This weekend I went to Bornholm! Bornholm is an island owned by Denmark to the South of Sweeden and is a very touristy place during the summer (because it is beautiful). The purpose of the trip was to see some positive psychology (my core course) be applied in different settings in an area outside of Copenhagen. All core courses went somewhere outside of Copenhagen to see the application of their core course. So the trips were designed to allow you to see an area outside of Copenhagen, get to know the people in your core class, and experience your core course through academic visits. My group was the only one that went to Bornholm (and was therefore very lucky).


My trip began at 4.30 on Thursday morning. Yes it was insanely early and I was grumpy about it but that is when I had to wake up in order to catch the train to Copenhagen central station by 6.15. Once there I joined up with my class and we took a train to Sweeden and then quickly hopped on a ferry to Bornholm. We got there around 10 and it was raining (of course) and went to a cafe to get some coffee and pastries. Then we went to our first academic visit. The woman we visited was interesting and had us participate in some activities (I can talk more about those specifically if you want but they are mostly just positive psychology and therapy related things). She is a private therapist and works in Rønne.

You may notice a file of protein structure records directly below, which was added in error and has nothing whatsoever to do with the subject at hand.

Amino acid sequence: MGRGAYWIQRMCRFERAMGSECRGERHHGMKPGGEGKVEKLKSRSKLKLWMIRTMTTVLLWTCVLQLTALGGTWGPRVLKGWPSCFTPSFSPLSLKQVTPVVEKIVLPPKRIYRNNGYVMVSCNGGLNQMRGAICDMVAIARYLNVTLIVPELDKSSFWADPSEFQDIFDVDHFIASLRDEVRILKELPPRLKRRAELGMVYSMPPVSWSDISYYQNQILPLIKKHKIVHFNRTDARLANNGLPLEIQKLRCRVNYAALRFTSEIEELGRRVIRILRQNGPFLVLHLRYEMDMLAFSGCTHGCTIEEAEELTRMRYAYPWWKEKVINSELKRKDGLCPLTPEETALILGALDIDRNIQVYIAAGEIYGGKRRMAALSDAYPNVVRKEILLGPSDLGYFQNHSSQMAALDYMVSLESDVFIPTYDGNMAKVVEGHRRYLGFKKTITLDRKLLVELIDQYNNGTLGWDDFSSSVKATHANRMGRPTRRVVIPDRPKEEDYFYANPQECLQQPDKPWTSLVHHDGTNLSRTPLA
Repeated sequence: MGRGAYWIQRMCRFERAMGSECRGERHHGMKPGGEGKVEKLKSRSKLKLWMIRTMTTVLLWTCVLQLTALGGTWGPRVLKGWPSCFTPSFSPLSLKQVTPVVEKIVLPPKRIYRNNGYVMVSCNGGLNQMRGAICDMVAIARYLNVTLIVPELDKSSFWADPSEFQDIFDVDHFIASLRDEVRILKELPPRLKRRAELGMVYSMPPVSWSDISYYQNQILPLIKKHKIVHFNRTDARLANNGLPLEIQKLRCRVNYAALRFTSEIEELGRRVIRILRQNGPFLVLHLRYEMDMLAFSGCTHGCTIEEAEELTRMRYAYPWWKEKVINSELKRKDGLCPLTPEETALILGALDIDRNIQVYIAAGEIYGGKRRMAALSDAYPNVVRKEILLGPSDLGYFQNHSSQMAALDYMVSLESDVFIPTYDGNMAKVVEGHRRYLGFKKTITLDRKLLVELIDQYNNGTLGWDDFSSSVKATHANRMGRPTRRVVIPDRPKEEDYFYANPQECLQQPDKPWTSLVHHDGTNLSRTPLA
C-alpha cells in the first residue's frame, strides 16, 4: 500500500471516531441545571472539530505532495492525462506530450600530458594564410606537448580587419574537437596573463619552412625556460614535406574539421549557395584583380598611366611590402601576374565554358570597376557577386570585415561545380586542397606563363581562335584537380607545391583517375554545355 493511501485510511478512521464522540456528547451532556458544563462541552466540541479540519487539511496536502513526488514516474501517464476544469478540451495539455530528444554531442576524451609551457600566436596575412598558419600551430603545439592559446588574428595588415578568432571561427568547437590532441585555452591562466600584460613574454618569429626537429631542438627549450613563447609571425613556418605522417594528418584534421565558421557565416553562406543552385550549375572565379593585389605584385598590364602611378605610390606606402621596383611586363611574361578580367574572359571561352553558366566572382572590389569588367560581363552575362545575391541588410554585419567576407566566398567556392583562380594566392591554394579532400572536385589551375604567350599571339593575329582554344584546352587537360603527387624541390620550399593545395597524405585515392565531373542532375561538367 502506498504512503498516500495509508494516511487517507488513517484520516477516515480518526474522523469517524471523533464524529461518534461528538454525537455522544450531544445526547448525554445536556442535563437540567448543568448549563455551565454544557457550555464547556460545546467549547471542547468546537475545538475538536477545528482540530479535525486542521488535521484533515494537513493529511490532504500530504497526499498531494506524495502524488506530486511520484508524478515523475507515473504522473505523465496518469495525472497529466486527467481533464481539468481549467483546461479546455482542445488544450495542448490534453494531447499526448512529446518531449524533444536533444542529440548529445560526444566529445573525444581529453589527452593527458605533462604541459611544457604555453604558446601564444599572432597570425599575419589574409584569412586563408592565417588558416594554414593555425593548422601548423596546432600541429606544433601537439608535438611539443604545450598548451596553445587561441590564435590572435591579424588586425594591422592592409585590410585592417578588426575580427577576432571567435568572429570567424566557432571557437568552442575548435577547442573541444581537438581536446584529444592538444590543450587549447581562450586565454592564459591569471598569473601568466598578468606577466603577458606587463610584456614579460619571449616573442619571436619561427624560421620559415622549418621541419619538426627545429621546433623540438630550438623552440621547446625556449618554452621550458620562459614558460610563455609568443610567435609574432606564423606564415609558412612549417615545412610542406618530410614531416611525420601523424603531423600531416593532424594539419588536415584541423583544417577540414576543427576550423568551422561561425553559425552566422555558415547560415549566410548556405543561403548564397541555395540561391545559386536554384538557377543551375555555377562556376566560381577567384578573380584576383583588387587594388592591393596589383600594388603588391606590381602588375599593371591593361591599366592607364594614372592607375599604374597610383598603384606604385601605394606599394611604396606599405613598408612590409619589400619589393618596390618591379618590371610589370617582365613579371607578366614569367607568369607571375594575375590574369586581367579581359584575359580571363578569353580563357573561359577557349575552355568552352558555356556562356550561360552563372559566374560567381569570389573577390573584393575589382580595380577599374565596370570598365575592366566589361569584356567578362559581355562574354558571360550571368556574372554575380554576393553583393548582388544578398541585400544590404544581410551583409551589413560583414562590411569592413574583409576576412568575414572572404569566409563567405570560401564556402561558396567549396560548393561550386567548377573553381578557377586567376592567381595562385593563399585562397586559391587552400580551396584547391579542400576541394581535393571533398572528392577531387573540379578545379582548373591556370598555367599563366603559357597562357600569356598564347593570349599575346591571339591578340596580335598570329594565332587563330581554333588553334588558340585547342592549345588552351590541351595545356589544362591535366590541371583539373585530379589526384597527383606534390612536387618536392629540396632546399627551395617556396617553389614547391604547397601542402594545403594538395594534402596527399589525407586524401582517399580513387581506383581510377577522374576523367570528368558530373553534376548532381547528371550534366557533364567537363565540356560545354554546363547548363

After that we got lunch and then went to the Bornholm Art museum and looked at art! Then we went on a hike (it stopped raining) to the the largest waterfall in Denmark, which was not that impressive but still fun. I was pretty much the only one who had shoes (hiking boots) that were appropriate for the activity. We then went to Gudhjem where we stayed the night in a hostel.


We had dinner at a nearby hotel and then I went with some friends to get ice cream at a local ice cream place and explore the town at night. We were going to have a bonfire on the beach but it was too wet from all the rain that day. Then I returned to the hostel and played catch phrase with some people I didn't know as well. I quickly proved to be a very good catch phrase player. Then I went to my hostel room (that I shared with 4 other boys) and crashed. So yeah, long day.

On Friday (no rain today, all sun), I woke up at 7.45ish and had breakfast with the group at a hotel in town. We packed up at went to Baltic Sea Glass and got to see some really cool pieces of art (I'll hopefully post some pictures once my friends with the cameras upload them). Then we went to one of the Round Churches. There are four Round churches that were all built around the 12th or 13th century. They were for religious purposes but were also fortresses in the case of attack from the Sweeds or pirates.

Then we went to a hospital for our second academic visit at Nisbeth Healthcare. Their program was one that included initiatives to increase health among the employees of the hospital through opportunities to participate in different exercise classes and healthy meals at the hospitals cafeteria. The program was pretty interesting but we were fairly critical of it as it did not have a ton to do with well-being but more with physical health. There were definitely some good things to get out of it but we didn't feel like it was catered enough to a psychological perspective.